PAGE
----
In this post and two others that will follow, I will be discussing twelve potential bankruptcy traps for anyone thinking about bankruptcy in the Tacoma area. Note: Most of these traps are easily avoided. Frankly, many of these traps apply to consumers nationwide, but I wrote these posts with Tacoma filers in mind. The first three traps are as follows:
1. The Cash Advance on the Credit Card
Once you opt to file for bankruptcy, it really is time to stop using credit cards. If you take out a cash advance on your credit card within seventy days before filing your bankruptcy, the Washington bankruptcy court will start from the premise that the cash advance debt will not get eliminated in your bankruptcy.
This doesn’t mean you could be stuck with all the debt on your card, just the part that was too close to your filing. The fact is though that you would not get stuck with this debt unless the credit card company actually made it an issue. The credit card companies rarely come into the Tacoma bankruptcy court to object to discharge of this part of your debt on this issue.
Like I said, if the credit card company doesn’t raise the issue, the debt still goes away. Still why even go there if you can avoid it?
If the credit card company doesn’t do this, the debt goes away with all of the others.
2. Luxury Buys
In the Tacoma Bankruptcy Court, the presumption is that if you use your credit cards to buy “luxury items” in the ninety days prior to your bankruptcy filing, the debts for these items do not get discharged in bankruptcy. You will notice that “luxury goods” is in quotation marks.
What does the Tacoma Bankruptcy Court deem a luxury item? The Bankruptcy Code doesn’t tell us exactly what constitutes a luxury item, but using your card to buy necessities like gas to get around, food for your family is not going to get yours into trouble.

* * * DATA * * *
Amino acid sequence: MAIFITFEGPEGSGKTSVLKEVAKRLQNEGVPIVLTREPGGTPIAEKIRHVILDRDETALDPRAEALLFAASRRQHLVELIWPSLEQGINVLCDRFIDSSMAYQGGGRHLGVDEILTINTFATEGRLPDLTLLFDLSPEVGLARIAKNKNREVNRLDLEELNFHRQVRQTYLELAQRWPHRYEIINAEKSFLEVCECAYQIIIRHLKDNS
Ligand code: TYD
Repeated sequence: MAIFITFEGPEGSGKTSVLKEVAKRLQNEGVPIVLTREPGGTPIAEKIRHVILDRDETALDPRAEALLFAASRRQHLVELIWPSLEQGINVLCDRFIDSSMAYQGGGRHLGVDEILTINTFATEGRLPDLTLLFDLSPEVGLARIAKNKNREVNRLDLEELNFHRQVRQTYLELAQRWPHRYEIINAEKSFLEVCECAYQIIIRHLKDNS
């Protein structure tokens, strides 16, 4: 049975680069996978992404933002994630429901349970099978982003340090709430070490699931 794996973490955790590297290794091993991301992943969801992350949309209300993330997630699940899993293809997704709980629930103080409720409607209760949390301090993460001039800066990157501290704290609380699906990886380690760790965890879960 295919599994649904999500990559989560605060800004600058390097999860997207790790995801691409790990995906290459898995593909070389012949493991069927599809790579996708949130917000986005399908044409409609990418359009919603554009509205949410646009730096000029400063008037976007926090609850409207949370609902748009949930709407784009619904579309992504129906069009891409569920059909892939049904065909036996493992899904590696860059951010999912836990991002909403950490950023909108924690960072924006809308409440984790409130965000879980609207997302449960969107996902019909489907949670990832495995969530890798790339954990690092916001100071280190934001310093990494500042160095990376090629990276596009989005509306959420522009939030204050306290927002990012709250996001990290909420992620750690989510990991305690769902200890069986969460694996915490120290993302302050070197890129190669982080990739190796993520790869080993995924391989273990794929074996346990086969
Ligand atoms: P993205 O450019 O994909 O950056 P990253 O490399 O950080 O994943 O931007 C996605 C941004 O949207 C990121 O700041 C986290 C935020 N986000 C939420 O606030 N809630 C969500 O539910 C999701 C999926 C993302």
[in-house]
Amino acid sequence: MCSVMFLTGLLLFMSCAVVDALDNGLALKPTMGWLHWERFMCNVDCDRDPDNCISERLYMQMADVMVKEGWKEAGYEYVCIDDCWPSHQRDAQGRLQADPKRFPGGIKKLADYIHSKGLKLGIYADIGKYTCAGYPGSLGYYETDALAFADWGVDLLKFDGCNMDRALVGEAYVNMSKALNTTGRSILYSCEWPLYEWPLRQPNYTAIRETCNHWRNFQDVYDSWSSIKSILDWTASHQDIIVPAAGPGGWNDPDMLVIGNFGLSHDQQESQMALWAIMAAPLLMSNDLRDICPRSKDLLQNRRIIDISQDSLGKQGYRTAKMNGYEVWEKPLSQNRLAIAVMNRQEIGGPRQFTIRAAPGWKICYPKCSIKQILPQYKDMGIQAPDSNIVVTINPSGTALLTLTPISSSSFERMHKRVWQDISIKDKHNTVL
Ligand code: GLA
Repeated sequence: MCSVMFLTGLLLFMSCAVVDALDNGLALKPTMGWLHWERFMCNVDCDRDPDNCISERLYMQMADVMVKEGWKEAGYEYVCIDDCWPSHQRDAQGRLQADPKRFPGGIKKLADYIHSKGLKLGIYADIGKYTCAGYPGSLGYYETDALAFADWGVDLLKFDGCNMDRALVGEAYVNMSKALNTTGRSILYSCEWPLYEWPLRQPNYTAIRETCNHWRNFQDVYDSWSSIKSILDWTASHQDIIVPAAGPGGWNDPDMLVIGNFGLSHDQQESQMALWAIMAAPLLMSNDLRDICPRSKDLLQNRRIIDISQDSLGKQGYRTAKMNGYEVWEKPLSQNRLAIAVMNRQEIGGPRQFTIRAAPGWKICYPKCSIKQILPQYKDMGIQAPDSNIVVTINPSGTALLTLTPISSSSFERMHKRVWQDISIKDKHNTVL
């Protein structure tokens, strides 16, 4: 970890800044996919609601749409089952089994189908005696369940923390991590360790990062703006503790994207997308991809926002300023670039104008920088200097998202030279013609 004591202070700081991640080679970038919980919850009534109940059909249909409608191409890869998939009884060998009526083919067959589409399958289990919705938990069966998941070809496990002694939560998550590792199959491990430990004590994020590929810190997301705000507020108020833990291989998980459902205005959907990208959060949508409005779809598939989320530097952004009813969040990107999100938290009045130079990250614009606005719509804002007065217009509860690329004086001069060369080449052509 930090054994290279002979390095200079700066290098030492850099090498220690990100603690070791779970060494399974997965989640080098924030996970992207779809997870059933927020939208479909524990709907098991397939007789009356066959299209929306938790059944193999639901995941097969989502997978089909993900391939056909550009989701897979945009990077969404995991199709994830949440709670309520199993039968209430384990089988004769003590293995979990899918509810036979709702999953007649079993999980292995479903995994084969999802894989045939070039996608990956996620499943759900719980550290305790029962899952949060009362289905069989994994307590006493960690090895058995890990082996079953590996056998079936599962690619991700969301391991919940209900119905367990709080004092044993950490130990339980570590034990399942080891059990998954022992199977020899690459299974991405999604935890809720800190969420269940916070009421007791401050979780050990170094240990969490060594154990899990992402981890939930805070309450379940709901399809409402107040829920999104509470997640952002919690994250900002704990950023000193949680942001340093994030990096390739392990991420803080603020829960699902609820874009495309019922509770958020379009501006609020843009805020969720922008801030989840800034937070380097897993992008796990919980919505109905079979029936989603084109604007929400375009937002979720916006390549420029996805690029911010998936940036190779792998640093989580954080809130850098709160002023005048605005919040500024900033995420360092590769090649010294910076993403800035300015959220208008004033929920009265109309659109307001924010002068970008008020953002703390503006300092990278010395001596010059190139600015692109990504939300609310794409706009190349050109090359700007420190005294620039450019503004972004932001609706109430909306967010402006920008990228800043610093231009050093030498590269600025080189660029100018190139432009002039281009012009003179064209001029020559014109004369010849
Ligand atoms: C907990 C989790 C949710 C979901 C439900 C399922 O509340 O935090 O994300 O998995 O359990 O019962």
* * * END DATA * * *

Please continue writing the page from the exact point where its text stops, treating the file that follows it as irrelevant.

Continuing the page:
Just like with cash advances, the credit card company has to actually come into the Tacoma Bankruptcy Court and file a formal objection to these specific charges being discharged in order for “luxury purchases” to become an issue. If they don’t, the debts are just eliminated.
Obviously, this is not something where you want to play the odds. If there have been purchases that you are worried about, make sure that you talk to your bankruptcy attorney about them before filing.
3. Payments to Friends and Family within 1 Year Prior to Your Bankruptcy Filing
Many potential bankruptcy filers feel awful about not being able to pay back all of their debts, particularly the debts owed to family members and close friends. Unfortunately doing so can result in costing you a good bit of money. So much for good intentions.
The issue is that under the bankruptcy code, family members and close friends are “insiders.” If you make payments on a debt to an “insider” in the year prior to your bankruptcy filing, those payments are deemed “preferences” and can be recovered by the bankruptcy trustee.
For example, let’s say you owe your sister $2000 and you have been making monthly $100 payments to your sister for the last year. As a blood relative, your sister is considered an “insider” and all of the payments you made on the debt you owe her can be recovered by the bankruptcy trustee. The trustee can literally ask your sister to turn all of that money over to them and then the trustee will take the cash and disburse it to your creditors. If she doesn’t turn over the money, the trustee sues her.
Thankfully, most bankruptcy trustees in Tacoma will give you a chance to pay the money to the trustee so that they don’t have to bother your loved one. Obviously, once you know you are filing bankruptcy, the first thing to do is stop repaying debts to “insiders.”
Stay tuned for the next installment of Tacoma bankruptcy traps.